Our Summers of Discontent

Summers and the Banks by Jared Bernstein

AV Club reviews "The Vendetta" from The Bridge

Wednesday, August 28, 2013


United States Trails Basket Case Japan: But Deficit Is Down by Dean Baker
At this point, the deficit hawks are jumping up and down screaming that the boost to Japan’s economy is just a sugar high and that it will soon face a horrible collapse as payback. Of course, anything can happen in the future, but we just don’t see any real evidence of the deficit hawks’ bad story as of yet.
The sugar high was the housing bubble which Greenspan ignored and the shadow banking system which was allowed to arise unregulated and susceptible to a bank-run.

Tuesday, August 27, 2013

The Great Recession

The Great Lesson from the Great Recession by Mark Thoma

But we didn't avoid the biggest mistake, which is to try to pop a bubble by causing a recession.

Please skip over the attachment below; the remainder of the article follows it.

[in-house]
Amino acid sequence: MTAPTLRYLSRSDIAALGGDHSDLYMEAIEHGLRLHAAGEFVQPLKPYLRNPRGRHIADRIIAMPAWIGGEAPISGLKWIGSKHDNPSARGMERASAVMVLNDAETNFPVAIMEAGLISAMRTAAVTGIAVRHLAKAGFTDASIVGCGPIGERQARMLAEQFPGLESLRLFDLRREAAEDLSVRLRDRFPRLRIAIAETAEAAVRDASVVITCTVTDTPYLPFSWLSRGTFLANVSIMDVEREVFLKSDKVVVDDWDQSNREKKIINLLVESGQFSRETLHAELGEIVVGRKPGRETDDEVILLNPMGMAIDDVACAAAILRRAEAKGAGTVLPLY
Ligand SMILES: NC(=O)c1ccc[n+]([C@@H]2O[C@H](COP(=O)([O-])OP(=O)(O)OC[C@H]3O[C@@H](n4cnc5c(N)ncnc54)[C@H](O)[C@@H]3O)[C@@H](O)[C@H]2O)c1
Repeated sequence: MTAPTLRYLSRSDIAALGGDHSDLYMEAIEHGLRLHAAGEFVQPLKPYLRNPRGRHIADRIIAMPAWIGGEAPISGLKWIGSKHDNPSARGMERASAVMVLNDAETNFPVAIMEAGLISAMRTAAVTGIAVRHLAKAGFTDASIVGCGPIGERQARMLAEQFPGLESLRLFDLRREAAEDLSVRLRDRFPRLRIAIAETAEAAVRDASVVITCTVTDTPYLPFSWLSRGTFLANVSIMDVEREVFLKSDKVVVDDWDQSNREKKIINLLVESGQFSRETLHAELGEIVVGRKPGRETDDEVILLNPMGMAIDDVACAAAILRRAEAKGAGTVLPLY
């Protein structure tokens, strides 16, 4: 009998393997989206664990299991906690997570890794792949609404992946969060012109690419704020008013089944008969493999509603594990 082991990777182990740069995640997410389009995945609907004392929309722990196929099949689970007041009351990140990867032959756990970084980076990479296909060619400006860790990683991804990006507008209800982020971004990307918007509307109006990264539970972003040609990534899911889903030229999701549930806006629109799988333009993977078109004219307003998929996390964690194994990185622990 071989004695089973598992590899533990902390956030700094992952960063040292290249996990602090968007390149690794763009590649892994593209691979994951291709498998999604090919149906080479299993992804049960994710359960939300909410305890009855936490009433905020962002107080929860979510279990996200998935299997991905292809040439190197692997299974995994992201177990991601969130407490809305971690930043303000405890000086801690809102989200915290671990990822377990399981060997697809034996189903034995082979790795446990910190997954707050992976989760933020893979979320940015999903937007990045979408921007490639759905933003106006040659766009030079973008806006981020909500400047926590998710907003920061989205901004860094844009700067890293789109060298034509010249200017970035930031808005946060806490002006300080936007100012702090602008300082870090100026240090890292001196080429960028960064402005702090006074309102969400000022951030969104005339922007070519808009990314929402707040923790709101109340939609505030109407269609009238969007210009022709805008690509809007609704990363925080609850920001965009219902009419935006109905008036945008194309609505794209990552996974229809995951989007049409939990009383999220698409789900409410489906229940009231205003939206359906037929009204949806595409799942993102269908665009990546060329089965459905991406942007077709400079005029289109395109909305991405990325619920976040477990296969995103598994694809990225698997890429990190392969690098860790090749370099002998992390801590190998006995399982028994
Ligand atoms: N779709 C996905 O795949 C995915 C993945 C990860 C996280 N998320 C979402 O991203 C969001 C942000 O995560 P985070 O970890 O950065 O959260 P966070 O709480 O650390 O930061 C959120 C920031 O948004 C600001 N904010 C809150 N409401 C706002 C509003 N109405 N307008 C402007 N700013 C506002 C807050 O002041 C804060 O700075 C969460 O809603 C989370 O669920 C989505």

In fact the conduct of monetary policy on the eve of the Great Depression and the Great Recession are eerily similar. Monetary policy was tightened to such an extent that the yield curve became persistently inverted in January 1928, 19 months before the Great Depression started: 
Similarly monetary policy was tightened to such an extent that the yield curve became persistently inverted in August 2006, 16 months before the Great Recession started: 
So far from being very different, it's "deja vu all over again".
The bank panics in the Great Depression started in small rural banks, so it was far easier to totally ignore it and to allow things to fester for a couple of years in those days. It wasn't until big urban banks started to fail, like the Bank of the United States in New York City in 1931, that the powers that be started to notice that there was financial crisis going on in their midst.
This time the banks are far larger, and thus harder to miss, especially since with the help of Bernanke and Paulson, they informed the Congress that they were holding the nation's economy hostage unless a TARP ransom was paid. So I'm not sure this is a sign of improved economic policy as much as it is a sign of more deeply entrenched and powerful interests demanding and getting first and best servings near the beginning of our depression, while the rest of us have to wait interminably for poor seconds.